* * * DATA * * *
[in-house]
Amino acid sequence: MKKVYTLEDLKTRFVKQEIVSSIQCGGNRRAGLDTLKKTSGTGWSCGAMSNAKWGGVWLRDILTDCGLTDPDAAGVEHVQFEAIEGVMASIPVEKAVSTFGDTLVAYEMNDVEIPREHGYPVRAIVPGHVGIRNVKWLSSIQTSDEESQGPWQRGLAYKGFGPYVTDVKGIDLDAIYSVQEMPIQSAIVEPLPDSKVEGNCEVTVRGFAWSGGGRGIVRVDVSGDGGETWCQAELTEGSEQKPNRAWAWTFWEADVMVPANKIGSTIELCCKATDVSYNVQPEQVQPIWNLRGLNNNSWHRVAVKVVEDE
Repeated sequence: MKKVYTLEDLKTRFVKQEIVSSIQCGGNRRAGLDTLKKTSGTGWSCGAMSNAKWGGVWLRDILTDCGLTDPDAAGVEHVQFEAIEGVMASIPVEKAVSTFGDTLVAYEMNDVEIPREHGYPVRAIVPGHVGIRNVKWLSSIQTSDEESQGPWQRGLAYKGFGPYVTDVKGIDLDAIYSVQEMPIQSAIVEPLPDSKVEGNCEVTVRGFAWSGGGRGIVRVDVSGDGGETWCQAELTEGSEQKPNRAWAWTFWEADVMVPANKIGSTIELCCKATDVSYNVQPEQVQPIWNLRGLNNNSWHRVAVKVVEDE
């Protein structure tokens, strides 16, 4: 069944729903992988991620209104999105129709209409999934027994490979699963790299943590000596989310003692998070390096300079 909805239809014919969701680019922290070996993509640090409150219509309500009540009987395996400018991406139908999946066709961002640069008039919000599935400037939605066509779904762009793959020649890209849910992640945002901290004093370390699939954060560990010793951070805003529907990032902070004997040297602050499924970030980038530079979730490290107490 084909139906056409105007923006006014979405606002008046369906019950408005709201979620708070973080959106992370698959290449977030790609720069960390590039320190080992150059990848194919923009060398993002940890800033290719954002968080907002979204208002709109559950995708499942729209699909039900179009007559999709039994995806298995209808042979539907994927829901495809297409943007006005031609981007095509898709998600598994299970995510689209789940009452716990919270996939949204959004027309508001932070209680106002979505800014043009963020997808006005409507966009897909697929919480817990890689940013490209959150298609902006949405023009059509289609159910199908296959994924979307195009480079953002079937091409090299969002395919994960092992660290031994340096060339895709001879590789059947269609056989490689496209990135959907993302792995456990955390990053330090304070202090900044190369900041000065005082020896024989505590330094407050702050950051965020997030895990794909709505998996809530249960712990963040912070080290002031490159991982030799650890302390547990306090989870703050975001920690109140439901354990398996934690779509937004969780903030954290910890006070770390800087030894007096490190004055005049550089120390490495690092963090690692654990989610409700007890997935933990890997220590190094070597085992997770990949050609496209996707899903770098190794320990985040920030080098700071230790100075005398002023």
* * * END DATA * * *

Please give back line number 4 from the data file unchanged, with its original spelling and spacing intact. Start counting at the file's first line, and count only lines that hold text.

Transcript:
């Protein structure tokens, strides 16, 4: 069944729903992988991620209104999105129709209409999934027994490979699963790299943590000596989310003692998070390096300079 909805239809014919969701680019922290070996993509640090409150219509309500009540009987395996400018991406139908999946066709961002640069008039919000599935400037939605066509779904762009793959020649890209849910992640945002901290004093370390699939954060560990010793951070805003529907990032902070004997040297602050499924970030980038530079979730490290107490 084909139906056409105007923006006014979405606002008046369906019950408005709201979620708070973080959106992370698959290449977030790609720069960390590039320190080992150059990848194919923009060398993002940890800033290719954002968080907002979204208002709109559950995708499942729209699909039900179009007559999709039994995806298995209808042979539907994927829901495809297409943007006005031609981007095509898709998600598994299970995510689209789940009452716990919270996939949204959004027309508001932070209680106002979505800014043009963020997808006005409507966009897909697929919480817990890689940013490209959150298609902006949405023009059509289609159910199908296959994924979307195009480079953002079937091409090299969002395919994960092992660290031994340096060339895709001879590789059947269609056989490689496209990135959907993302792995456990955390990053330090304070202090900044190369900041000065005082020896024989505590330094407050702050950051965020997030895990794909709505998996809530249960712990963040912070080290002031490159991982030799650890302390547990306090989870703050975001920690109140439901354990398996934690779509937004969780903030954290910890006070770390800087030894007096490190004055005049550089120390490495690092963090690692654990989610409700007890997935933990890997220590190094070597085992997770990949050609496209996707899903770098190794320990985040920030080098700071230790100075005398002023």